“At San Pablo prison (in Cochabamba) we are assisted in the organization of the workshops by one of the prisoners, Genaro, who has expressed to me the sense of liberation he felt when he was able to forgive and leave behind those negative feelings that at times overwhelmed him,” says Father Zúñiga. “Now he lives a bit easier inside the prison because he seeks to apply the teachings of the workshop in his daily life and does not allow certain incidents inside the prison to fill him with resentment.”

The workshops on forgiveness and reconciliation are given once a week for four months by members of the ESPERE team, who receive logistical support from the Maryknoll Mission Center for Latin America in Cochabamba. Currently, the team is made up of Father Zúñiga and volunteers Mabel Ramírez, a psychologist, Jinky Irusta, a lawyer, and Jason Matthew Obergfell, an engineer.

Father Zúñiga with volunteers from ESPERE and prisoners of a Cochabamba prison at the end of a workshop on forgiveness and reconciliation.

Father Zúñiga with volunteers from ESPERE and prisoners of a Cochabamba prison at the end of a workshop on forgiveness and reconciliation.

Irusta joined the ESPERE team three years ago. After facilitating her first workshop on forgiveness, she felt blessed. “It is my desire that other people live the experience of forgiveness,” she says. One of the enriching experiences she had while facilitating the workshop was to observe how one prisoner was able to let go of the burden she felt after being forced to give up her daughter for adoption. “It’s gratifying to be able to share what little I know,” says Irusta.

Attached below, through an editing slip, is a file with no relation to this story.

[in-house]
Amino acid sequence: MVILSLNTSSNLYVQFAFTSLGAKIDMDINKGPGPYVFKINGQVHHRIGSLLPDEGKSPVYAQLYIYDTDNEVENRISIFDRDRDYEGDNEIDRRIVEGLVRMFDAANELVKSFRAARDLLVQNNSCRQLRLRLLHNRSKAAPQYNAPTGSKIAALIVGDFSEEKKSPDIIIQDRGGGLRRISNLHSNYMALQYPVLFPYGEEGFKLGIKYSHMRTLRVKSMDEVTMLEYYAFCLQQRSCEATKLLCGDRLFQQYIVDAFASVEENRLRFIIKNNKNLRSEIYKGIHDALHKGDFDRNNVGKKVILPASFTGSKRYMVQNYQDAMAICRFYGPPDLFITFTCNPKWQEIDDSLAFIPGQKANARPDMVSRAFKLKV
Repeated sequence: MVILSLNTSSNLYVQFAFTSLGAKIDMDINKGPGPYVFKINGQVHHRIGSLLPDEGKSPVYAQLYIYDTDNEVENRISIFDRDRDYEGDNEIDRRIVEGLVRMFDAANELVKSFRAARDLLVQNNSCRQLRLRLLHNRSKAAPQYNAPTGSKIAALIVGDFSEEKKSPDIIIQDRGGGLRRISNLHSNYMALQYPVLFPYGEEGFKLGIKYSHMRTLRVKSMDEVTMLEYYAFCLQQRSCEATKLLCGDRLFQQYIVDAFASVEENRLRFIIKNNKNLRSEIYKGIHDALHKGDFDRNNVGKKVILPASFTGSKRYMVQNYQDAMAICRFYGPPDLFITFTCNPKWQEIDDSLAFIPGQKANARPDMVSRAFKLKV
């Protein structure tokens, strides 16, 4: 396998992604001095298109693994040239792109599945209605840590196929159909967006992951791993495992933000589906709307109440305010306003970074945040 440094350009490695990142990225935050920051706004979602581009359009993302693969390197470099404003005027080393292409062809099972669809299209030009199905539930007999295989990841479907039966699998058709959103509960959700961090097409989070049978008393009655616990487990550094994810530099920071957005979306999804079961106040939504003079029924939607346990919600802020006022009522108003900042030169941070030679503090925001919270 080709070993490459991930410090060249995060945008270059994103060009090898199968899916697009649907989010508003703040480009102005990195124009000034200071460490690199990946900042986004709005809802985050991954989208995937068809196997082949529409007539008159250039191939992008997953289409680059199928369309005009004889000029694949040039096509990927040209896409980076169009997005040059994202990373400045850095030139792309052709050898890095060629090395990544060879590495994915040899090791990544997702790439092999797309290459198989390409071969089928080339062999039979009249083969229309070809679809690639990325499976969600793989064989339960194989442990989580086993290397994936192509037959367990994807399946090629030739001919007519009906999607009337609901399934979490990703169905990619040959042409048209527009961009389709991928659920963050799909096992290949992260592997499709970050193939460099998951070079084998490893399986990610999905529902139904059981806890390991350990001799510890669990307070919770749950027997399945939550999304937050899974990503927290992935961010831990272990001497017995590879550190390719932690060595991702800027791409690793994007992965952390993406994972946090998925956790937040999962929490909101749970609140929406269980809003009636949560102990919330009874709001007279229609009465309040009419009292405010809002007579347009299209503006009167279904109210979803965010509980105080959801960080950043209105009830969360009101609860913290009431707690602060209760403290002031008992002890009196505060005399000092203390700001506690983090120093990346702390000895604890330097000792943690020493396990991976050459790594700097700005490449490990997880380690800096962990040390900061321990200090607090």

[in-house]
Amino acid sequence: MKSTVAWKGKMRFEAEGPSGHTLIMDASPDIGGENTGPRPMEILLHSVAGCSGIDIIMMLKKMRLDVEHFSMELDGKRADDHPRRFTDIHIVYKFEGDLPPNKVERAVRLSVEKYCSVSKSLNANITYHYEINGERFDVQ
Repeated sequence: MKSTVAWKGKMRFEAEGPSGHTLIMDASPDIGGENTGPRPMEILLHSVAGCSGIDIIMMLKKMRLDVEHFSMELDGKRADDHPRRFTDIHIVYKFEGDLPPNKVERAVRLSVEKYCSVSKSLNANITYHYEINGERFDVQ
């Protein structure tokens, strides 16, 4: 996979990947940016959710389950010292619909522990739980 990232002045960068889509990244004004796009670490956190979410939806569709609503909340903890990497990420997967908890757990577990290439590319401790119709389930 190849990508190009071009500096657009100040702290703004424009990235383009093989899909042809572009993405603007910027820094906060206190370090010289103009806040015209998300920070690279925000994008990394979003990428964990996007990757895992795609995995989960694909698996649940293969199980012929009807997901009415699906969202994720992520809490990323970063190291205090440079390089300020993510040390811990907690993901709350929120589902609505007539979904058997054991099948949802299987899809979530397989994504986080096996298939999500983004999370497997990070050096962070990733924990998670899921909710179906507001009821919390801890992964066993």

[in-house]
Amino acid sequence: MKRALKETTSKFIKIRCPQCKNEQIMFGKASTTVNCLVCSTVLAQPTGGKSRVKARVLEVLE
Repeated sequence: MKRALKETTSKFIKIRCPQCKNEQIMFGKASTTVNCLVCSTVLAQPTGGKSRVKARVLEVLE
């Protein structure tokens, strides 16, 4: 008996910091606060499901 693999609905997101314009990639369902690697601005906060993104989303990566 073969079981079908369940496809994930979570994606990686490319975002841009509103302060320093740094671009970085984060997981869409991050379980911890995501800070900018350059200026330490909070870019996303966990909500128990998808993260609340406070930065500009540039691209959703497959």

Obergfell, a Maryknoll affiliate who also served in Bolivia as a Maryknoll lay missioner, presents the ESPERE workshops with Father Zúñiga. During one of the group activities he facilitates in the prison, a game in which each participant seeks to “save” himself, Obergfell was moved when one of the prisoners, Luis, preferred not to save himself but rather to share what he had in order to save others.

“ESPERE, in the context of prison ministry and in the context of our Christian faith, teaches us not only to forgive, but also that we all have much to learn from those who are often presumed to be unforgivable,” says Obergfell.

Featured Image: Maryknoll Father Juan Zúñiga celebrates Mass in La Salette parish in Cochabamba, Bolivia, where he assists. (S. Salinas/Bolivia)

 

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About the author

David Aquije

David R. Aquije is a journalist born and educated in Lima, Peru, where he studied communications with a specialty in print journalism. He continued his journalism studies at Mercy College in Dobbs Ferry, New York, where he founded La Gaceta Bilingüe, the first newsletter for Latino students at that college. Later, he became the editor of América Latina, a monthly newspaper for the Westmore News publishing company in Port Chester, New York. Then he founded Westchester Latino, the first biweekly newspaper in Westchester County. His work within the Hispanic press was recognized in publications such as The Journal News and The New York Times. He has worked as a journalist reporting on the missions of the Maryknoll Fathers and Brothers in Africa, Asia and Latin America since 2000, first as associate editor of Revista Maryknoll magazine, now called Misioneros, and since 2010 as its editor. He has won many awards from the Catholic Press Association of the United States and Canada, including first place as Editor of the Year for Spanish publications.